RAPS is short for Regional Animal Protection Society, a registered charity and operator of a sanctuary which houses and cares for nearly 500 homeless or abandoned cats in Richmond, BC, Canada. The Neko Files is a celebration of the sanctuary and all those who live and work there.

Thursday, January 14, 2021

Ginger Genes

Chumley, Siskel and hissy Roland - KN
Orange cats are favourites for many of us at the Sanctuary – and their personalities are as diverse as the cats themselves. They range from cats that are loving and attention-seeking to the ones who hide away and hope you won’t notice them. 

Sweet Rodan is a barn-cat who loves people - MW
All orange cats are tabbies of one kind or another, though with some the tabby patterning may be hard to distinguish. They are predominantly male – one in five (perhaps slightly more) is female. The red colouring is on the X chromosome; females (XX) need both parents to carry the colouring pattern, males (XY) only need it from one parent. However, the same colouring patterns can create tortoiseshell and calico cats – and those cats are predominantly female.

Sprocket was still wary - MW
We’ve had a good example of this nearby. One of Richmond’s many recreational areas, the Bridgeport trail was built on a former CN rail corridor. The pathway has become well used by walkers, but also by coyotes, raccoons and an assortment of feral cats, who have found hiding places in adjacent properties. Retired RAPS volunteer Elizabeth must hang a feline “welcome” sign out, since she had brought us several cats she has trapped over the years, and trapper Stephanie knows the area well. It was Stephanie who brought us two orange boys back in 2018 – one long-hair and one short-hair, and likely brothers. She named them Rocket and Pocket – when they came to us Pocket was for some reason renamed Sprocket. In the course of the inevitable testing and neutering, it was found that Rocket was FIV+, and he was placed in the New Aids are;  Sprocket, after the obligatory cage-stay, was released in the back courtyard.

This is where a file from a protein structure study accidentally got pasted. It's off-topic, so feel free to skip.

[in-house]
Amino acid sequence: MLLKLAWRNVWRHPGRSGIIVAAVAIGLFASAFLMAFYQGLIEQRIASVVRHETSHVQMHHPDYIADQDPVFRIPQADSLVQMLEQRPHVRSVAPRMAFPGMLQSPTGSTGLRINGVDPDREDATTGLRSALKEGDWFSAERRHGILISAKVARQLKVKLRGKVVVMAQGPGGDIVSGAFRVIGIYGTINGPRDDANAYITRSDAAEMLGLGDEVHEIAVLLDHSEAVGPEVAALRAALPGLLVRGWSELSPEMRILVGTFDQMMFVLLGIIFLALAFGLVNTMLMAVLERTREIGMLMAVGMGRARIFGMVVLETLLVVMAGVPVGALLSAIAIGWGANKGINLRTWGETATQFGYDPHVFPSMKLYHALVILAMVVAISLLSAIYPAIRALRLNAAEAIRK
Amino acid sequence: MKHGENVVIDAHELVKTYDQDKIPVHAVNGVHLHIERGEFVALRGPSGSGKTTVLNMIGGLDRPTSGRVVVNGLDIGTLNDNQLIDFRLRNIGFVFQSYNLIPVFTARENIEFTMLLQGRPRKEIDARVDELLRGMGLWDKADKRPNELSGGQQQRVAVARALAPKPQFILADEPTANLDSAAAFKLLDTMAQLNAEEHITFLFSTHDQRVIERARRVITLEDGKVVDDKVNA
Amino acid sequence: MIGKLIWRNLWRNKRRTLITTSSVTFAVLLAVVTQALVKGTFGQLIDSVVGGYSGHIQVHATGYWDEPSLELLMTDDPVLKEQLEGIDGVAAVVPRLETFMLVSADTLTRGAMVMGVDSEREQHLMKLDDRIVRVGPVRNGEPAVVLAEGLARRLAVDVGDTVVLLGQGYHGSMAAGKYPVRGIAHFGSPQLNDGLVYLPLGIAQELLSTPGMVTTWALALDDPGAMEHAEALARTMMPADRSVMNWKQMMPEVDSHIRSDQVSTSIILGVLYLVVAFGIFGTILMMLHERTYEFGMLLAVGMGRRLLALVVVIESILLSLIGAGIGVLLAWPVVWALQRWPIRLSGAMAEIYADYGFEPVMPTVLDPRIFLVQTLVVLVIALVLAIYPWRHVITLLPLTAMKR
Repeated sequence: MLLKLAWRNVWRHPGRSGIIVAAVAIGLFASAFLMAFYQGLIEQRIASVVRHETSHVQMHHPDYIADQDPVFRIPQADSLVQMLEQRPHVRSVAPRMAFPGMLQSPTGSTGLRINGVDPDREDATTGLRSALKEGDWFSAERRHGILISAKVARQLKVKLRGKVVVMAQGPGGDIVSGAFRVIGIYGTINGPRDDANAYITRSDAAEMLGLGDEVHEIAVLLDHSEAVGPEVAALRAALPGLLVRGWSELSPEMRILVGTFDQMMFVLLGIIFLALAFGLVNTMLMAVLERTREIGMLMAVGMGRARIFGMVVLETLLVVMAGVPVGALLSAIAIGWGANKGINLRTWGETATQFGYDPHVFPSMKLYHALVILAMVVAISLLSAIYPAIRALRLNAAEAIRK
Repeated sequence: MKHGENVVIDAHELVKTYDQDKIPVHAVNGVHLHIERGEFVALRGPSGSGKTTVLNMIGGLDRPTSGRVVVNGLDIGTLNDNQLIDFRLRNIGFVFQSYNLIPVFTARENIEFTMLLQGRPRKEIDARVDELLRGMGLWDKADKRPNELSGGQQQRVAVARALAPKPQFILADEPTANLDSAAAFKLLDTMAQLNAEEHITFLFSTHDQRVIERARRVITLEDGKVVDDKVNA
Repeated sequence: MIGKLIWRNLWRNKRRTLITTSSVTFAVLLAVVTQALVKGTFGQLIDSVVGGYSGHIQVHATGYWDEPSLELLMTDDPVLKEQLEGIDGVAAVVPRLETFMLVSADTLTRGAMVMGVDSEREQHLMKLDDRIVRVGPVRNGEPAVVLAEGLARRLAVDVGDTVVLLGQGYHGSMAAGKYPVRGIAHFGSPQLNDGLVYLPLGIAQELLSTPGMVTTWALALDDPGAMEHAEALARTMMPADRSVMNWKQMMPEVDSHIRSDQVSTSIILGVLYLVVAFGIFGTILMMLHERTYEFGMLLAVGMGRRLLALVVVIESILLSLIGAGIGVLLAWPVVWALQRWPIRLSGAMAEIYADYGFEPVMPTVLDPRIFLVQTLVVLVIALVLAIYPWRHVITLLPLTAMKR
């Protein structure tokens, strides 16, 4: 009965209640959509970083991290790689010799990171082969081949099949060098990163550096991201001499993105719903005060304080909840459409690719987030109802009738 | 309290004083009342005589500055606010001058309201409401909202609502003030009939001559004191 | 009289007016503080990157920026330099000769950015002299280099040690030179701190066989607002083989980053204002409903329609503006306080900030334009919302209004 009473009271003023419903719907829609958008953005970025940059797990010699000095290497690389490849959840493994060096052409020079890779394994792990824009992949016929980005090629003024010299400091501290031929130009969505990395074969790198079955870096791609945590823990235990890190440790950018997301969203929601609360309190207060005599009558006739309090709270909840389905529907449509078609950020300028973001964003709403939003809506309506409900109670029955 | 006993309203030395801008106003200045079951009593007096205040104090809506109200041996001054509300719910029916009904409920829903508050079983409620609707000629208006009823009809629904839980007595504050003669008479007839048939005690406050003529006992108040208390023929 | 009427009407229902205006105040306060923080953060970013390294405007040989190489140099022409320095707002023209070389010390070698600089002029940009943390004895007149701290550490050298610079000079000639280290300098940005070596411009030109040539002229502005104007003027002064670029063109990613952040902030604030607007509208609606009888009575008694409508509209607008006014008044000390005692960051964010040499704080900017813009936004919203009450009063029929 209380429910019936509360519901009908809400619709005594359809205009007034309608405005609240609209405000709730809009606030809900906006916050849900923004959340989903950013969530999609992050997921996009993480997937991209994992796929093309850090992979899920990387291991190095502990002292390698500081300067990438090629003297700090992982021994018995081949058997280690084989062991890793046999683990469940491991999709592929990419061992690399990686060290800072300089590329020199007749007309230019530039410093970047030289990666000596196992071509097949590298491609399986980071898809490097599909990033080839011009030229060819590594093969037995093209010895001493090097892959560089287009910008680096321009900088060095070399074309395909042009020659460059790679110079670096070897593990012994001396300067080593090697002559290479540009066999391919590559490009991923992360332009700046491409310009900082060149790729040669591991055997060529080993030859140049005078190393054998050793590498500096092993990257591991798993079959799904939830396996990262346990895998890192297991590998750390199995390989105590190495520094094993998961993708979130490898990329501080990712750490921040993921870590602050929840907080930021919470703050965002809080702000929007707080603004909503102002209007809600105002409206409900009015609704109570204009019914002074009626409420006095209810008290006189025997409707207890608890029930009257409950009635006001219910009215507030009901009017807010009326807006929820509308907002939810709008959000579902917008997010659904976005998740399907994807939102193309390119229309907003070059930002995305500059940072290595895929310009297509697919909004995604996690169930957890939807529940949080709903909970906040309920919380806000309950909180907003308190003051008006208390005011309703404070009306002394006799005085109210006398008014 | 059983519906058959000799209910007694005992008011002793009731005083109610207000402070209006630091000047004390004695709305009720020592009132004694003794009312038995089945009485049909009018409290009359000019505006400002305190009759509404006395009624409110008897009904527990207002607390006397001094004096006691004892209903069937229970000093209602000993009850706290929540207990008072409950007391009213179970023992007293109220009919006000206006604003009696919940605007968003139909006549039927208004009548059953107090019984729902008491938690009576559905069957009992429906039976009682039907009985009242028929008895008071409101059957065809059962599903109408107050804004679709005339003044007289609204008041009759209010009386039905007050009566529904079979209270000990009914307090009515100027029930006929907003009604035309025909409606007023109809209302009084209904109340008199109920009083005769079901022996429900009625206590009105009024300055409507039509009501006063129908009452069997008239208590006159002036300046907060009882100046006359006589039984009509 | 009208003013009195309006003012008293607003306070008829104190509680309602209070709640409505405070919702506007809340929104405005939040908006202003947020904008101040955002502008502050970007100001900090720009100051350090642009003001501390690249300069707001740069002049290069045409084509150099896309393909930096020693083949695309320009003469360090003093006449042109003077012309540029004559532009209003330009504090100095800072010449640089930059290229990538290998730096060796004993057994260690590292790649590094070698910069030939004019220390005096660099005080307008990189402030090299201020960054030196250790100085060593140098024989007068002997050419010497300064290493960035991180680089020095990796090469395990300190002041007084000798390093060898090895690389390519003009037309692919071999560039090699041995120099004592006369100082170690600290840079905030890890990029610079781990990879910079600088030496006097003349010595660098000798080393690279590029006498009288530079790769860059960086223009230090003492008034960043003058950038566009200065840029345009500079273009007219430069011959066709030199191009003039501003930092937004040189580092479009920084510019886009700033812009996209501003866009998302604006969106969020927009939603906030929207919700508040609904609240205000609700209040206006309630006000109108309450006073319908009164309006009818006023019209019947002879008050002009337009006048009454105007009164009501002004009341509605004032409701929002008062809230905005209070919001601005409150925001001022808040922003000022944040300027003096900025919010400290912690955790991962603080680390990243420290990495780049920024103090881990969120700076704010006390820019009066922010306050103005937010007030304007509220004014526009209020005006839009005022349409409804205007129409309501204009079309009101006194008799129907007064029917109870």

Sprocket with best buddy Pumpkin - MW
Both boys had obviously never been handled – they were true ferals.  After an initial period of hiding from everything, Sprocket made friends with Double-Wide buddy Tiger, and when Tiger was adopted, with a number of other back courtyard cats; he learned from them that humans were not as scary as they looked. He is still a little wary, but much more confident; he will allow touch, though he’s not a lap-cat, and he loves to explore.

Rocket spent a lot of time hiding and peeking out at us - LBF

Rocket, on the other hand, buddied up with a bunch of FIV+ cats who were as feral as he was, and for some time, all we would see of him would be a disappearing tail. He knew every hiding place in the pen, and when he finally ventured into the cabin, it was to get as high up and out of the way as possible.  It has taken a lot of patient work on the part of Kitty-Comforters and volunteers, but he is now allowing himself to be found within reach, and to be petted and given treats. The boy who wouldn’t allow us to look at him is now rumbling like a motor when stroked, and starting to look for attention.

Now the bum goes up for petting! - KN

In the summer of 2019 a growing colony of cats was tracked down and trapped in the same area. All the youngest ones were tamed and adopted out; but a group of then-adolescents were too old for taming to be an easy prospect and were popped into Pen 6. The majority of the colony were black – the two males we think were the primary sires (Zeus and Pax) were black, but there were a number of tortie females – and there’s that genetic link for the red colouring. 

Mercury spent his time hiding from us - LBF

One of shyest of the teens was an orange boy we called Mercury, and as he has grown, and become less terrified of us, it’s become obvious that he is related to Sprocket and Rocket, though he’s at least a year younger.  We’ve occasionally encountered Mercury and Sprocket staring at each other through the gate like mirror images.

Now he's allowing us to get much closer - LBF